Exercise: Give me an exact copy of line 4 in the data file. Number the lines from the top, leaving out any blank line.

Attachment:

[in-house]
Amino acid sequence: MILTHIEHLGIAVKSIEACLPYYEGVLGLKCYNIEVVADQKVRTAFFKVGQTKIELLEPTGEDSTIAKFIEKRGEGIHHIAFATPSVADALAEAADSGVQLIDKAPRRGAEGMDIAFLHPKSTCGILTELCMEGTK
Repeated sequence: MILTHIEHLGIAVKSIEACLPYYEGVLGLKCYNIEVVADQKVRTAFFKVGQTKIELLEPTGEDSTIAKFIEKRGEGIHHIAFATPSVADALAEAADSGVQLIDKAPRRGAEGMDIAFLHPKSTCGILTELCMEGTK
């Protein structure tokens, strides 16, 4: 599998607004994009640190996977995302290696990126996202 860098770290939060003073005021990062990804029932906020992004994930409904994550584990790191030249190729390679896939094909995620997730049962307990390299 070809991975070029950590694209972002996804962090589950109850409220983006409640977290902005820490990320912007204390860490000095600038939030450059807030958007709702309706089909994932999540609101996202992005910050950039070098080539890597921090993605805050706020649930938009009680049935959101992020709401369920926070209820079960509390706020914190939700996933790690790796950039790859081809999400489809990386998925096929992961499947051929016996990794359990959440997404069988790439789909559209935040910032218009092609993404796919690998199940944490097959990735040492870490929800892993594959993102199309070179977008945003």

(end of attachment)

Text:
């Protein structure tokens, strides 16, 4: 599998607004994009640190996977995302290696990126996202 860098770290939060003073005021990062990804029932906020992004994930409904994550584990790191030249190729390679896939094909995620997730049962307990390299 070809991975070029950590694209972002996804962090589950109850409220983006409640977290902005820490990320912007204390860490000095600038939030450059807030958007709702309706089909994932999540609101996202992005910050950039070098080539890597921090993605805050706020649930938009009680049935959101992020709401369920926070209820079960509390706020914190939700996933790690790796950039790859081809999400489809990386998925096929992961499947051929016996990794359990959440997404069988790439789909559209935040910032218009092609993404796919690998199940944490097959990735040492870490929800892993594959993102199309070179977008945003």